And speaking of humility, where do you get the audacity to claim to know what God hates? I have faith and gratitude that God loves us, but who and what God hates and condemns, I’ll leave that to God. It’s not my job. I’m not qualified to hate and condemn in the name of God. If you really think you are, then God help you.


            “Apparently, you still believe all religions are virtually the same, but that is dead wrong.”

            What pretentious nonsense you come up with when you are caught defending a lie. I’ve been many kinds of fools in my life and I will no doubt be a fool of some kind many times more before I die, but what kind of fool are you making of yourself when you presume to be more exclusively Christian than me? Humility? Yea sure.

          12. @tsalmon

            You tried to explain how to be a Christian to me, and I pointed to what you said in error.

            Am I humble? Not particularly. I know I am supposed to be, but our egos don’t seem to die all at once.

            Quit masking prideful nationalism with religious bigotry, and just tell the truth – it’s everything else that those other cultures are and do besides their religion that you really hate.

            Kind of gets to the point of this post, does it not?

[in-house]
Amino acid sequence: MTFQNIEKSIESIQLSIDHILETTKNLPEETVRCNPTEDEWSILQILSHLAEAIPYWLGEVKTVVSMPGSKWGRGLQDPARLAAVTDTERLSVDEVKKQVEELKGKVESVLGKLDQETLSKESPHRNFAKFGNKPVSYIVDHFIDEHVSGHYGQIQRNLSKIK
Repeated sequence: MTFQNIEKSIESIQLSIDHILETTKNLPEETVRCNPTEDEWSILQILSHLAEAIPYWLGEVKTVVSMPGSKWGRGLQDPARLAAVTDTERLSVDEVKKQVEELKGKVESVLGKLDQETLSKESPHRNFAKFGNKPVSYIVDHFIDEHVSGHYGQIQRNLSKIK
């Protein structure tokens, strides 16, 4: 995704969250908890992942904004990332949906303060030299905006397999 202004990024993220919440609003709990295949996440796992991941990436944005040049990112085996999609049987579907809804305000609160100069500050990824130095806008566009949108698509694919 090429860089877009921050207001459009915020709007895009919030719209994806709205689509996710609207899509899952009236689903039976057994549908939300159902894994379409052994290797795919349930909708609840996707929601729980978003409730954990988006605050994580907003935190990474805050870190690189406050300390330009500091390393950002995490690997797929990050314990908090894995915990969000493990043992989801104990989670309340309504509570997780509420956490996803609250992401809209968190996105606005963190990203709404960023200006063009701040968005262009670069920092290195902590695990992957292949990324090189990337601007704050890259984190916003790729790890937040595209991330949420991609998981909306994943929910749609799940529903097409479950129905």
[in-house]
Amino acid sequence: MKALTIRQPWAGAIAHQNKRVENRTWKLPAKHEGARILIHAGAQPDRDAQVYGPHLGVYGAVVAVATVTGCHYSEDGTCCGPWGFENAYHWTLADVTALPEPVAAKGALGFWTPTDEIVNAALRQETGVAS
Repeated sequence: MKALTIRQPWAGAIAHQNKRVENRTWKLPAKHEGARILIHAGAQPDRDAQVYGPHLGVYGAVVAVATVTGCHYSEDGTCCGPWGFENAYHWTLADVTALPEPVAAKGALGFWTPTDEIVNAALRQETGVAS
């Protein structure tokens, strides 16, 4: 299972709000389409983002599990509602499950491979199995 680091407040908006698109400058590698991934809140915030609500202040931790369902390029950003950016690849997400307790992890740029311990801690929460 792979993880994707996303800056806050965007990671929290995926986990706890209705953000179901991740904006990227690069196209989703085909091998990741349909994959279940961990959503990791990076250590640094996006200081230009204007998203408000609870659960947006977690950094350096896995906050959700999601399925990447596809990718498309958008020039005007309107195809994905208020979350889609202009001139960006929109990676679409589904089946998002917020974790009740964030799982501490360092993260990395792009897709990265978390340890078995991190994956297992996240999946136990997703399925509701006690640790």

The Bib

          13. @Tsalmon

            Fired off accidentally. Smartphone more trouble than it’s worth.

            And speaking of humility, where do you get the audacity to claim to know what God hates?

            The Bible is explicit about what God hates. Since I believe the Bible is God’s Word, reading the Bible and believing it is an act of humility.

            Am I more Christian than you? That is not my call. I just pointed to what you have told me.

            The Bible defines Christianity, not me. That is why some pastors focus upon preaching the whole Word of God. Because the Bible holds Christians accountable, all we can do to help each other is point to what the Bible says. So when you say something I believe is not true, I say so.

            Do I have a perfect understanding of the Bible? No. Like any other Christian I make mistakes. Then I have to eat crow and accept correction, and it is important that I do that.

            One last thing. Although Israel treated as their tribal God, the Bible, including the Old Testament, is emphatic that there is only one God, and He is the God of the Gentiles too.

            Apparently, God protected Israel as part of His plan for the First Coming of Christ. Yet there are entire books related to Gentiles. Read the stories of Job and Jonah.

          14. “Apparently, you still believe all religions are virtually the same, but that is dead wrong.”